INTERESTING: Immigration Most Important; Gooferment and Economy close behind

Thursday, July 24, 2014

July 16, 2014
One in Six Say Immigration Most Important U.S. Problem
Immigration concerns surged in July, while economic mentions ebbed
by Lydia Saad

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PRINCETON, NJ — With thousands of undocumented immigrant minors crossing the nation’s southern border in recent months, the percentage of Americans citing immigration as the top problem has surged to 17% this month, up from 5% in June, and the highest seen since 2006. As a result, immigration now virtually ties “dissatisfaction with government,” at 16%, as the primary issue Americans think of when asked to name the country’s top problem.

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Funny how it all circles back to Gooferment!

Mix in the Middle East, Terrorism, and Oil; “Well, here’s another nice mess you’ve gotten me into!” to quote Oliver Hardy.

Wonder who The Sheeple will blame now?

Or just go back to Survivor, DWTS, or Kardashian nonsense.


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INTERESTING: Hospital Elevator Buttons

Sunday, July 13, 2014

Hospital Elevator Buttons Dirtier Than Toilets, Study Says
Diana Vilibert
July 9, 2014 4:03 pm

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One thing you can do to keep your risk of transmitting bacteria down on any elevator? Make sure you’re washing your fingertips, especially the pointer finger on your dominant hand. “Often when people use a hand cleanser, they’re very good at washing their palms, but not their fingertips,” Dr. Redelmeier explains. “And yet most of the transmission does not occur in the middle of the hand, it occurs at the periphery of the hand.”

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For the amount of time I spent in hospitals, I should be dead.

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INTERESTING: A “dry” Las Vegas

Thursday, July 3, 2014

The race to stop Las Vegas from running dry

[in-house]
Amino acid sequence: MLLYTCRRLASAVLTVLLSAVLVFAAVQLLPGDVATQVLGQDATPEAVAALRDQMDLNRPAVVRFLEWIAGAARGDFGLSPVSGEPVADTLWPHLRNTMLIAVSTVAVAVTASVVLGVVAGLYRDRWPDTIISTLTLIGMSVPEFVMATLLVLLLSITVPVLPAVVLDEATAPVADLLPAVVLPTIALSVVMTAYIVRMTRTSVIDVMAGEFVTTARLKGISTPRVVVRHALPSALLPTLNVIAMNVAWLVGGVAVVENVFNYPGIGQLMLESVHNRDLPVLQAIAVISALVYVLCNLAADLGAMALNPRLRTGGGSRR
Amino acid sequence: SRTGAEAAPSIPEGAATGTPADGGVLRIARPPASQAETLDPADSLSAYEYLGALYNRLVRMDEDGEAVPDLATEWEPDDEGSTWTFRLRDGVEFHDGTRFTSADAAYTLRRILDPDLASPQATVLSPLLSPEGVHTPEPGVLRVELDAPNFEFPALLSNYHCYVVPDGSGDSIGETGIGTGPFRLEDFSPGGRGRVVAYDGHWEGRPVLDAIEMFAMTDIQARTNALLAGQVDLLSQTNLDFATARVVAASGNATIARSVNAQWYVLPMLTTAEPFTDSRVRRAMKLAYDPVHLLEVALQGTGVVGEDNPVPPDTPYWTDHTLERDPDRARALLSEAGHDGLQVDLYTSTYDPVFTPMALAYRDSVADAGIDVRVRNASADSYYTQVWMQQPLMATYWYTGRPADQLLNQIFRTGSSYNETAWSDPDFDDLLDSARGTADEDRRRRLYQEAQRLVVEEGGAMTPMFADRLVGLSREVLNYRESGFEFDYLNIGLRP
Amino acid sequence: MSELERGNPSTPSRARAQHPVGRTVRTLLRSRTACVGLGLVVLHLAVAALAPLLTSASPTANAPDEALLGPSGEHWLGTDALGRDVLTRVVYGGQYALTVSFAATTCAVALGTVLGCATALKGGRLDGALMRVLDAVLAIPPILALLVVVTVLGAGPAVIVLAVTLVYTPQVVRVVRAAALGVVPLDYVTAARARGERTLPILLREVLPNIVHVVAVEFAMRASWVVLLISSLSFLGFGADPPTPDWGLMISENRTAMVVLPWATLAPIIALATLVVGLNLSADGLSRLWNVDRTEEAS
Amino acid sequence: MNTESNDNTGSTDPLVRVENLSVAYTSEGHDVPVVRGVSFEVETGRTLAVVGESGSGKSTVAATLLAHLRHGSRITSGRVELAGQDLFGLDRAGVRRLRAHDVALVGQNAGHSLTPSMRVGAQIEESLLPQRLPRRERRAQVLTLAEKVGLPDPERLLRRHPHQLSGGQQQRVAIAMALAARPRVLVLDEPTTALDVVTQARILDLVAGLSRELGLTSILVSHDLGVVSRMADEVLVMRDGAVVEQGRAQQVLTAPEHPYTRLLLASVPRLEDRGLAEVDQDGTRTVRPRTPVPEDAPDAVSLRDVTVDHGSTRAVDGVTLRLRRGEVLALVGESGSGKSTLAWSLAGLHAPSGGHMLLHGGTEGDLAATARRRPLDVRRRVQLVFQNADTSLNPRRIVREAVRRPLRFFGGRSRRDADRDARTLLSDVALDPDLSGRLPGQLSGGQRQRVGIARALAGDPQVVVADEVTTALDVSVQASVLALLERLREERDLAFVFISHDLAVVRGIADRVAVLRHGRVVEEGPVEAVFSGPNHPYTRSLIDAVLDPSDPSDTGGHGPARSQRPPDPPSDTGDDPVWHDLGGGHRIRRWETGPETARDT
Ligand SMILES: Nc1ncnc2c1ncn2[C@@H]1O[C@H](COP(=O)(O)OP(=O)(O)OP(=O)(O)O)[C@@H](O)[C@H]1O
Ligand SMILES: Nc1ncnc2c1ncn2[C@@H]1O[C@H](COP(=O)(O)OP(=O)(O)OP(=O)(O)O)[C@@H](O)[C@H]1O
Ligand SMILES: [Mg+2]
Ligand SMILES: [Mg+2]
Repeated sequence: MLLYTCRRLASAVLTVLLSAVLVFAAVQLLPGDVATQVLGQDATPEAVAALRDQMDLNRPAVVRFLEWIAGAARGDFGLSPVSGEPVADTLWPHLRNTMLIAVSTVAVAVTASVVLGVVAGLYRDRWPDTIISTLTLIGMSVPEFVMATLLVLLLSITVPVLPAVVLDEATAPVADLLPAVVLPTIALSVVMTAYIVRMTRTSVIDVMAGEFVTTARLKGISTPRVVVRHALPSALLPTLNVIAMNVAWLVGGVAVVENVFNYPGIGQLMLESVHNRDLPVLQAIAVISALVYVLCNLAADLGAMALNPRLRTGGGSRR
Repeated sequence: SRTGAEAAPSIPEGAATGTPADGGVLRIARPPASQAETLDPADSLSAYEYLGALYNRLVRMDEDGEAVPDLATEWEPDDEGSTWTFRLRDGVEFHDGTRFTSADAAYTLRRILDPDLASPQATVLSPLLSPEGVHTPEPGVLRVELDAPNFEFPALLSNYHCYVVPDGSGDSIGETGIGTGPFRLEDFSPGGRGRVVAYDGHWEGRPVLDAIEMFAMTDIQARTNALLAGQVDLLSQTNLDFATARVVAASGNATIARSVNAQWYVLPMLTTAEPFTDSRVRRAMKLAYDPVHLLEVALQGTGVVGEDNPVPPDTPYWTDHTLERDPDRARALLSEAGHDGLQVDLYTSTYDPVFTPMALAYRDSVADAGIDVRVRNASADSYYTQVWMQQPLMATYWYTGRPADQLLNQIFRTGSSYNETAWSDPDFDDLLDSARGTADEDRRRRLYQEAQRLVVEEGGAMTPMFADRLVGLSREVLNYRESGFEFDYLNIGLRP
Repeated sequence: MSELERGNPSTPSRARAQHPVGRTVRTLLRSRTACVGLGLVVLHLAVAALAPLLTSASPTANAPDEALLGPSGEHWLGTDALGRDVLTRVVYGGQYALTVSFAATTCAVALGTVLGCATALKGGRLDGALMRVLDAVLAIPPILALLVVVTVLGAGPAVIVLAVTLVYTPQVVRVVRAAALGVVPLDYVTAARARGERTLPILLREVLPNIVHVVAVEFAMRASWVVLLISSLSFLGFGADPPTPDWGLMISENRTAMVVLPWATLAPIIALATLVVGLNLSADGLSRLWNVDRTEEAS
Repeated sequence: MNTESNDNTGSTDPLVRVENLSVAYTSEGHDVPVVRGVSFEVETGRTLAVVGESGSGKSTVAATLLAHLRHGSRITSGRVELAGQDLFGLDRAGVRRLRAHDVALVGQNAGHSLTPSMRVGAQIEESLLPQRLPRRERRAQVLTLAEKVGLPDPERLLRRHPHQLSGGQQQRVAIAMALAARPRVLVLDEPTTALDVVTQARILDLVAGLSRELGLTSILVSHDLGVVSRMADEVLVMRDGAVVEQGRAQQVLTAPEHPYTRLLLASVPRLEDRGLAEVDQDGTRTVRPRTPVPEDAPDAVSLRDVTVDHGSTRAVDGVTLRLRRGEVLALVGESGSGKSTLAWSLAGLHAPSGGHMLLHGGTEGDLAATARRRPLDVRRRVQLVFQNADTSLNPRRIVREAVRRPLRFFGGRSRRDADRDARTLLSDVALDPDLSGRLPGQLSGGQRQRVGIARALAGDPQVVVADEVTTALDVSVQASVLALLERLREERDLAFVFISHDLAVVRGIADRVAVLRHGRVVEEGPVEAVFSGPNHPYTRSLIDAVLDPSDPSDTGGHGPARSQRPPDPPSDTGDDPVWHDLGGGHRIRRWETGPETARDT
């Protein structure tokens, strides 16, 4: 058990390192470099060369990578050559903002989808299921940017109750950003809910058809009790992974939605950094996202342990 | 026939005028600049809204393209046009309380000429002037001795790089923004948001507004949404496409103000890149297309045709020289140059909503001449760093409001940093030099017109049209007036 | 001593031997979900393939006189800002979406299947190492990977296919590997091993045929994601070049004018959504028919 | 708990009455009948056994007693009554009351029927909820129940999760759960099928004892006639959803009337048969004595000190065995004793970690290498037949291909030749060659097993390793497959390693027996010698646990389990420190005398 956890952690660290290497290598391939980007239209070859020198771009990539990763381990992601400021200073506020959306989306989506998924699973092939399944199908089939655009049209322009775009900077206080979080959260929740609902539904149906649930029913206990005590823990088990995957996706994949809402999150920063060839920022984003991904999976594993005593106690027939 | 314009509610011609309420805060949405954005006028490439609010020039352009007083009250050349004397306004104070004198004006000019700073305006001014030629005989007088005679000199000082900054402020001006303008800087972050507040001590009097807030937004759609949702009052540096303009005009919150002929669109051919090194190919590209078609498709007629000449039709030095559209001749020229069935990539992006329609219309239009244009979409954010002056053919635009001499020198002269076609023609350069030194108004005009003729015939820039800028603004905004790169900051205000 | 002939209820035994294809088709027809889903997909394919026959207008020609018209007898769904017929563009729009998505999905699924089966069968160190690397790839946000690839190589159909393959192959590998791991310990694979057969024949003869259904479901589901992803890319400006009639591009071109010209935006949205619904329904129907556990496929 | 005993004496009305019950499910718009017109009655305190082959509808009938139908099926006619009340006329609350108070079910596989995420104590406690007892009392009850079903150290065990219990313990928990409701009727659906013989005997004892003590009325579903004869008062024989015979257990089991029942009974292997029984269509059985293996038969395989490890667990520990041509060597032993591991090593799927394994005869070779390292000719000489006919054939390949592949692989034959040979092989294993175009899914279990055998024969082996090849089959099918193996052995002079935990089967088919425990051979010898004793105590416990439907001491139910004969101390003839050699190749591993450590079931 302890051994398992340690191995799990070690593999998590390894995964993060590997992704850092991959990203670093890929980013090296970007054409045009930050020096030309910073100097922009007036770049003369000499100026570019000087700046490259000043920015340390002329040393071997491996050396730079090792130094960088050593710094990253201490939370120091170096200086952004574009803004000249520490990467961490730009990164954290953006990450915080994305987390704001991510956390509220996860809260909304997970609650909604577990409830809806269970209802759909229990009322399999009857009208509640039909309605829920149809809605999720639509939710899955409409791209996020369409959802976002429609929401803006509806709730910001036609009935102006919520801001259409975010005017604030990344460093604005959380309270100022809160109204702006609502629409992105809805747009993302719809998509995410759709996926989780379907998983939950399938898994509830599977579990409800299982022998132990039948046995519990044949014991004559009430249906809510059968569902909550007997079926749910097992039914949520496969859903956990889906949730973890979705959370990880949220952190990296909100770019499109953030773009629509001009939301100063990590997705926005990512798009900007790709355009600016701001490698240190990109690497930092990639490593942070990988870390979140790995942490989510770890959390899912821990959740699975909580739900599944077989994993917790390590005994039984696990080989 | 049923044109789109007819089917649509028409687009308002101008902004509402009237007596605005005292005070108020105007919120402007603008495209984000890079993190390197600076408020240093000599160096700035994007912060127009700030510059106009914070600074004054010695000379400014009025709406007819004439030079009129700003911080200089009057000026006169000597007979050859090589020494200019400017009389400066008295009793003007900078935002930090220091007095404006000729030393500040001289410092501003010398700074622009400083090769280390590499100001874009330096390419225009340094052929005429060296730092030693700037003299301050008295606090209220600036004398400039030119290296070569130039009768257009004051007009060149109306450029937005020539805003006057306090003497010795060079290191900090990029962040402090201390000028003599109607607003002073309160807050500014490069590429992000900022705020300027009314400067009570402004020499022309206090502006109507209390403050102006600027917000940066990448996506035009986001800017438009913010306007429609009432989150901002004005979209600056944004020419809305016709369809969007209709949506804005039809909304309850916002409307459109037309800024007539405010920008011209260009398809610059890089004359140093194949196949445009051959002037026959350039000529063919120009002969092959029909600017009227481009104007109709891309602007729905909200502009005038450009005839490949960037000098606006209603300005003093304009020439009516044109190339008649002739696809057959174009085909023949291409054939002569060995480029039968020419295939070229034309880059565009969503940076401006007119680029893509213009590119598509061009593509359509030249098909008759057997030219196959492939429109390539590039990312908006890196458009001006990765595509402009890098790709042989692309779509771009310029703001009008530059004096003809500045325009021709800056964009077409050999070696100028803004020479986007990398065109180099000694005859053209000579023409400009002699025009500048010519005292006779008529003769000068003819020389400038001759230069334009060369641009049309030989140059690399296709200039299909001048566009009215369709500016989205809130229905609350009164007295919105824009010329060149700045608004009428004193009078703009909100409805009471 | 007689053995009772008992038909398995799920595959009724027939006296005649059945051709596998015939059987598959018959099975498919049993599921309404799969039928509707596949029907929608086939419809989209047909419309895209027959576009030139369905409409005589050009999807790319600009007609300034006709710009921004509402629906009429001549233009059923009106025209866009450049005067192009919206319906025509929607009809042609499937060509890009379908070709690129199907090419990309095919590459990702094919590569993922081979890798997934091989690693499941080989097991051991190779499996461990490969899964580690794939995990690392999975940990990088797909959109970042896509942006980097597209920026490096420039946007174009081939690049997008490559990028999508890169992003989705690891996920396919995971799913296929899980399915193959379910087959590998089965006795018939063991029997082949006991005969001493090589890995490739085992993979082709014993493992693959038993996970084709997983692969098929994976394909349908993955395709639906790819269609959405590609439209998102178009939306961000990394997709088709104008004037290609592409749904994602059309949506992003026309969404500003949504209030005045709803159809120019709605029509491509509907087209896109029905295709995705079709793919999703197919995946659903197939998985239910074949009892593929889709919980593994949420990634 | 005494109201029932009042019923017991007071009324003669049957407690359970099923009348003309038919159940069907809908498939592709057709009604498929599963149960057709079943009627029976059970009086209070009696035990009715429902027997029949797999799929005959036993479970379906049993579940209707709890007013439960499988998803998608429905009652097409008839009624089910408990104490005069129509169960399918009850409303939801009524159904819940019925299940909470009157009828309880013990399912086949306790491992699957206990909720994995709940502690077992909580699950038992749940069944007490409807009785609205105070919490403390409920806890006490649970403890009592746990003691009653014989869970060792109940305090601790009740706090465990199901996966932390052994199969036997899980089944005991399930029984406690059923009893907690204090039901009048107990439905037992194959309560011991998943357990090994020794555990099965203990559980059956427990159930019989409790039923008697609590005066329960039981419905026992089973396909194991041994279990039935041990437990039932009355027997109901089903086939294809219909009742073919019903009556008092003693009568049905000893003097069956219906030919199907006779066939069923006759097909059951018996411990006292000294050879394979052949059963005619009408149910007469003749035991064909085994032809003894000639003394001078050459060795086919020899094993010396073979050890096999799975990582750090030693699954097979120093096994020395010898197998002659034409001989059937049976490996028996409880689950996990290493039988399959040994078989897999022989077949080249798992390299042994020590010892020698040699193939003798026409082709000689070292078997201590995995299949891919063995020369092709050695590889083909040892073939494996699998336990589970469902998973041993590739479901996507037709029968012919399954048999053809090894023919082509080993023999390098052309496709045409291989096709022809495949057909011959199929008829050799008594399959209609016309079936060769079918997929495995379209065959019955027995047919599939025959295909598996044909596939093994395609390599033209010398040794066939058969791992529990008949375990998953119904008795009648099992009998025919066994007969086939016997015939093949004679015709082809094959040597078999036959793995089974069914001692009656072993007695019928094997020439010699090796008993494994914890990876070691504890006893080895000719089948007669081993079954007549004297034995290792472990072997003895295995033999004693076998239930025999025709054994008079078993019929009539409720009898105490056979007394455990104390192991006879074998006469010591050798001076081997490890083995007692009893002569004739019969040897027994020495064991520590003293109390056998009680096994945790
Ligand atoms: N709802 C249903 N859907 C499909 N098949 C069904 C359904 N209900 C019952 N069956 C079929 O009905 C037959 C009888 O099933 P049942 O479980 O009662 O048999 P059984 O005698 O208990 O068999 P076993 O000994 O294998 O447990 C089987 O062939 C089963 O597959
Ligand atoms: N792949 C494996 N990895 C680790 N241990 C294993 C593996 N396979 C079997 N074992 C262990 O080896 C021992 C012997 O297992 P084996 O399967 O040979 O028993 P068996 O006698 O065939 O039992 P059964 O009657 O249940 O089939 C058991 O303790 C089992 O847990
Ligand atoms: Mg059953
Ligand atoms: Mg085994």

Amid a brutal drought the reservoir that supplies 90 per cent of Las Vegas’s water is fast disappearing and desperate attempts to save Sin City are under way

Lake Mead: boaters seen in front of a white
Lake Mead: boaters seen in front of a white “bathtub ring” on the rocks on the upstream side of the Hoover Dam Photo: Getty

By Nick Allen, Las Vegas4:11PM BST 28 Jun 2014

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Outside Las Vegas’s Bellagio hotel tourists gasp in amazement as fountains shoot 500ft into the air, performing a spectacular dance in time to the music of Frank Sinatra.

Gondolas ferry honeymooners around canals modelled on those of Venice, Roman-themed swimming pools stretch for acres, and thousands of sprinklers keep golf courses lush in the middle of the desert.

But, as with many things in Sin City, the apparently endless supply of water is an illusion. America’s most decadent destination has been engaged in a potentially catastrophic gamble with nature and now, 14 years into a devastating drought, it is on the verge of losing it all.

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I remember visiting Lake Mead when the “bath tub ring” was first appearing.

I say to my bride: “There is what happens when no one person owns the water. A private business would raise the prices to equilibrium. Selling exactly as much water — or pretty close to exactly — as is replenished. And cheap people would conserve.”

So true then. So true now.

The “tragedy of the commons” demonstrated.

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INTERESTING: Standing up for three hours a day

Saturday, June 21, 2014

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A leading UK sports consultant has said that the public should be encouraged to do more “low-level” exercise and that standing up for three hours a day can extend life span by two years.